ISS_225_Lec_7_Politial_Science

When the time frame of politics timing can often be

Info icon This preview shows pages 2–4. Sign up to view the full content.

View Full Document Right Arrow Icon
When: the time frame of politics. Timing can often be critical in policy making. How: participation: voting, bargaining, supporting, compromising, lobbying, campaigning, etc. (important to develop public policies) D. Power Power is the capacity to get people to do something they would not otherwise do. (Robert A. Dahl, 1957). The textbook defines government power as “the legitimate use of force.” Therefore, government power is usually seen as authoritative and legitimate. Power is essential to the study of politics and policy making. Who holds power and influence determines what type of policies will be passed. Who holds this power is important because it determines our public policies. 2
Image of page 2

Info iconThis preview has intentionally blurred sections. Sign up to view the full version.

View Full Document Right Arrow Icon
ISS 225 – Power, Authority, Exchange Politics/Government The power models sometimes have strong normative dimensions. These are theories about who has power and influence. Essentially they try to answer the question: "Who really governs in our nation?" E. Power Models 1. Democratic theory The most common definition of democracy is "government by the people" or as Lincoln said in the Gettysburg Address: "government of the people, by the people, and for the people." This is a confusing and misleading definition since it does not shed much light on the role of people in a democracy or the American system specifically. A more useful definition might be a “means of selecting policymakers and of organizing government so that policy represents and responds to citizens' preferences.” (George Edwards, et al, Government in America ) Power resides with the people. Democracy is an overused and abused term with generally positive connotations. Most Americans have a normative preference for democratic theory; we sometimes believe that this is empirically true (even though it may not be). We may identify seven cornerstones of an ideal democracy: 1. Equality in voting : (political equality) particularly important in terms of one person one vote. This characteristic has caused much controversy over time in the United States. 2. Effective participation. Need not be universal, but must be representative of all. Cannot be democratic if only one group of people vote. 3. Enlightened understanding . A market place of ideas, free press and speech, informed and rational citizens. Citizens must be able to enjoy personal liberty free from government interference to pursue their goals as long as these goals do not interfere with others rights. 4. Citizen control of the Agenda. Citizens make government address issues they are concerned with. The agenda cannot be controlled by just one group of wealthy or powerful individuals. So governments must draw their powers from the consent of all of the governed. This idea was derived from the social contract theory and was central to the Declaration of Independence.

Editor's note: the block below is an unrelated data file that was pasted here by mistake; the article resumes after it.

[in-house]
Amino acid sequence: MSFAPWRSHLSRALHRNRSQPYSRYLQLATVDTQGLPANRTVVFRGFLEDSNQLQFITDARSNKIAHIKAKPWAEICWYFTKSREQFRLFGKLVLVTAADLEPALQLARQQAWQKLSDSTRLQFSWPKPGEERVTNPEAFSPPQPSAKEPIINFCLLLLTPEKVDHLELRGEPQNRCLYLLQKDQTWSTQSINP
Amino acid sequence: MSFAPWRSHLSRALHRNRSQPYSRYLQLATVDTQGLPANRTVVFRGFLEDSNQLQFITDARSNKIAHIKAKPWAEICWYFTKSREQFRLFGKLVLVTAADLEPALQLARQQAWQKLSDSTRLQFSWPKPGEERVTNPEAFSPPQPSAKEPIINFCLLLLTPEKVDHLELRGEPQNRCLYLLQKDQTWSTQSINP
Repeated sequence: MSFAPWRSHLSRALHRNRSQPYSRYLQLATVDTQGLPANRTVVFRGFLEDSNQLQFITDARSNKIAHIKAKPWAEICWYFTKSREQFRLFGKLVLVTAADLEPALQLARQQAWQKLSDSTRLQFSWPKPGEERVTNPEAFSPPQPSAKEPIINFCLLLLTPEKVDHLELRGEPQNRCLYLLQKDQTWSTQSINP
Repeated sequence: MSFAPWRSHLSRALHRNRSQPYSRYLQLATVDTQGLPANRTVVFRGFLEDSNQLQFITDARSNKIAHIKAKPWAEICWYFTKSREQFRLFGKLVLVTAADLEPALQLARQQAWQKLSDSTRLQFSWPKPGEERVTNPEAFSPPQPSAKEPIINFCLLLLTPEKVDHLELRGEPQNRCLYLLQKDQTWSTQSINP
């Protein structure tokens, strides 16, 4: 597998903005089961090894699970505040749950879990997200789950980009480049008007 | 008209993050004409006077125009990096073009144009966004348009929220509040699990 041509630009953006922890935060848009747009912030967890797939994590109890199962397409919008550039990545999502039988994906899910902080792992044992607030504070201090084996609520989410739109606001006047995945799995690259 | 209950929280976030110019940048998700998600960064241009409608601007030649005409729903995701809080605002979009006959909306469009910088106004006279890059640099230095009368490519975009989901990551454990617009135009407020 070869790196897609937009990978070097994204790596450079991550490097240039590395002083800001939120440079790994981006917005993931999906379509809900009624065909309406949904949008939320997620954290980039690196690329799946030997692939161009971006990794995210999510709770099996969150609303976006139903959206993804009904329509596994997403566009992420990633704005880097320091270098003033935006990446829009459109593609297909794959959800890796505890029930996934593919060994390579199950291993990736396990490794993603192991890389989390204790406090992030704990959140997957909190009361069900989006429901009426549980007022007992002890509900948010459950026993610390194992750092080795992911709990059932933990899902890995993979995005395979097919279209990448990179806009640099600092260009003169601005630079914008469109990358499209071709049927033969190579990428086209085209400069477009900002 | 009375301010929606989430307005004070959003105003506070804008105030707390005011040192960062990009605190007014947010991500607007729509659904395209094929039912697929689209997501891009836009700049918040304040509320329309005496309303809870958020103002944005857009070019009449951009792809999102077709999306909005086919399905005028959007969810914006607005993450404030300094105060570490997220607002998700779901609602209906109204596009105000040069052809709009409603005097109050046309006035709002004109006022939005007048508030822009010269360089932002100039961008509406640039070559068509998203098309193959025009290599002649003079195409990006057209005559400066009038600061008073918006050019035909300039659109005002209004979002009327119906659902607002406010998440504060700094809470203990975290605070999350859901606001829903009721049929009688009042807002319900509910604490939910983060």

Image of page 3
Image of page 4
This is the end of the preview. Sign up to access the rest of the document.

{[ snackBarMessage ]}

What students are saying

  • Left Quote Icon

    As a current student on this bumpy collegiate pathway, I stumbled upon Course Hero, where I can find study resources for nearly all my courses, get online help from tutors 24/7, and even share my old projects, papers, and lecture notes with other students.

    Student Picture

    Kiran Temple University Fox School of Business ‘17, Course Hero Intern

  • Left Quote Icon

    I cannot even describe how much Course Hero helped me this summer. It’s truly become something I can always rely on and help me. In the end, I was not only able to survive summer classes, but I was able to thrive thanks to Course Hero.

    Student Picture

    Dana University of Pennsylvania ‘17, Course Hero Intern

  • Left Quote Icon

    The ability to access any university’s resources through Course Hero proved invaluable in my case. I was behind on Tulane coursework and actually used UCLA’s materials to help me move forward and get everything together on time.

    Student Picture

    Jill Tulane University ‘16, Course Hero Intern